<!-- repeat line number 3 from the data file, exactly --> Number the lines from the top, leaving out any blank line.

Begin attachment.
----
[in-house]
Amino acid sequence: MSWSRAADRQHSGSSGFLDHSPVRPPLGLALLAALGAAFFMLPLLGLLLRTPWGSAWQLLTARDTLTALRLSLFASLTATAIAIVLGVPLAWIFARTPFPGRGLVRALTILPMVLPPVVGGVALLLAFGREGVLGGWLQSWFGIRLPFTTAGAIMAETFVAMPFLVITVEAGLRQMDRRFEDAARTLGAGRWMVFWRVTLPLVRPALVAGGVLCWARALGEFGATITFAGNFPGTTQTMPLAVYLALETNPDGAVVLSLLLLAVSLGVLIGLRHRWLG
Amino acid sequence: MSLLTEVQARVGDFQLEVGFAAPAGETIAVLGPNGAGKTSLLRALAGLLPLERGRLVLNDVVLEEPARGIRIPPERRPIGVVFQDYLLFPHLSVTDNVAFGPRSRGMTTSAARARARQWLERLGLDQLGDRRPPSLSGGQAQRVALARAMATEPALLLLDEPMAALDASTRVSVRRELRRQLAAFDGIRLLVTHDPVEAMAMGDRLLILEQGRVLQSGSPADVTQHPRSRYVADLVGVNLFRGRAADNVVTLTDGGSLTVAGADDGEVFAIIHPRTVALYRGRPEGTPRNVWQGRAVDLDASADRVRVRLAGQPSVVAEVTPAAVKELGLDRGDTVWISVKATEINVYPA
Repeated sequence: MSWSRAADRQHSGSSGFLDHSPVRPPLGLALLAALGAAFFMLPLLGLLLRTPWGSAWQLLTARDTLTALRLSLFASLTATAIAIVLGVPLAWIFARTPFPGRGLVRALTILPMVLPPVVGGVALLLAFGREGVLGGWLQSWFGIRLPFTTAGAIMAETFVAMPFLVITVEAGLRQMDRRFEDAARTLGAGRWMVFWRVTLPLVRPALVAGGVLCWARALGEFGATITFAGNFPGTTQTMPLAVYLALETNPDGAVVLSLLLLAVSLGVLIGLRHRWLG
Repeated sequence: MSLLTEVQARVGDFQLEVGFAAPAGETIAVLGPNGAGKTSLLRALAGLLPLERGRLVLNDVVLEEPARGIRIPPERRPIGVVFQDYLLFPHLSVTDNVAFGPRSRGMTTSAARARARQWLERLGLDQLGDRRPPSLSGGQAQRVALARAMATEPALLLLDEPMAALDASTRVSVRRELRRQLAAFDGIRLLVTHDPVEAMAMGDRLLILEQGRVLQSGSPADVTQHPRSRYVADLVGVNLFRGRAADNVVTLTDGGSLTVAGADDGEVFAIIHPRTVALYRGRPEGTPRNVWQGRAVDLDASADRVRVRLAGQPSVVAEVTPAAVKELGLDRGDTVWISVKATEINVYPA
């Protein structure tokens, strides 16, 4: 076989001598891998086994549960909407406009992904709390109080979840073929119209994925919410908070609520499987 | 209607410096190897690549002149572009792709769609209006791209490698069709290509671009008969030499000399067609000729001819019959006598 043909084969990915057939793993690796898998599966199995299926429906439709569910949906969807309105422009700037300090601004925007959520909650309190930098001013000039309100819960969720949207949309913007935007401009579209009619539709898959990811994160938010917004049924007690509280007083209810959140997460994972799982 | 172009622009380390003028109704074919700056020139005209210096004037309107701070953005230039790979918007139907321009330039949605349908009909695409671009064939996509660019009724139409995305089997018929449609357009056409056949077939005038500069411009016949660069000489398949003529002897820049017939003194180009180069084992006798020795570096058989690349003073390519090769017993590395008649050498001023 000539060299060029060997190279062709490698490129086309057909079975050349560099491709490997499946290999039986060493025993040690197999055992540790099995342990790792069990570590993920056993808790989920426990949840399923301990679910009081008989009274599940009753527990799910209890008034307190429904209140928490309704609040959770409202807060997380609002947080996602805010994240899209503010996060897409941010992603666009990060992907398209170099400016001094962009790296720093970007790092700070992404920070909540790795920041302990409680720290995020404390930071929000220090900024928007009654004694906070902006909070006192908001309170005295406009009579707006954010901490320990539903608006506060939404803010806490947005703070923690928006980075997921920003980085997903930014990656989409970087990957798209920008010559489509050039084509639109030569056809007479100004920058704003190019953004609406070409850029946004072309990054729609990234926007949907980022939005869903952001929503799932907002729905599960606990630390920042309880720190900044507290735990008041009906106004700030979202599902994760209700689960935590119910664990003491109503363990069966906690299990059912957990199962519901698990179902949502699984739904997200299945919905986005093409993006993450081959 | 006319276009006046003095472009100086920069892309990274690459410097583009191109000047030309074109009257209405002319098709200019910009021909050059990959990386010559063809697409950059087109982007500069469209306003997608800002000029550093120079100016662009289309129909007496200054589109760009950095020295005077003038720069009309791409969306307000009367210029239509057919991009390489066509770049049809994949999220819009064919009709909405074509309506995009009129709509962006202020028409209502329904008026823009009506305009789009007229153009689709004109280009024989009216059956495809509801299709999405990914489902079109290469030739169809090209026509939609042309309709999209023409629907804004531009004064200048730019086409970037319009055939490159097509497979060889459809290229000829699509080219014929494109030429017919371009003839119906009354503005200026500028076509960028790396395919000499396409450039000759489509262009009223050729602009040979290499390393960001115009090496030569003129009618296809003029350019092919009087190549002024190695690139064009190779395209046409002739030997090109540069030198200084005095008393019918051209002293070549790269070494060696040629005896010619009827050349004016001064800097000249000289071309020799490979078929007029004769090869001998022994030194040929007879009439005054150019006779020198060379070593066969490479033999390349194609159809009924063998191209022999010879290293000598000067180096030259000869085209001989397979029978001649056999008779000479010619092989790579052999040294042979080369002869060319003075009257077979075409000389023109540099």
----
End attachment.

Amino acid sequence: MSLLTEVQARVGDFQLEVGFAAPAGETIAVLGPNGAGKTSLLRALAGLLPLERGRLVLNDVVLEEPARGIRIPPERRPIGVVFQDYLLFPHLSVTDNVAFGPRSRGMTTSAARARARQWLERLGLDQLGDRRPPSLSGGQAQRVALARAMATEPALLLLDEPMAALDASTRVSVRRELRRQLAAFDGIRLLVTHDPVEAMAMGDRLLILEQGRVLQSGSPADVTQHPRSRYVADLVGVNLFRGRAADNVVTLTDGGSLTVAGADDGEVFAIIHPRTVALYRGRPEGTPRNVWQGRAVDLDASADRVRVRLAGQPSVVAEVTPAAVKELGLDRGDTVWISVKATEINVYPA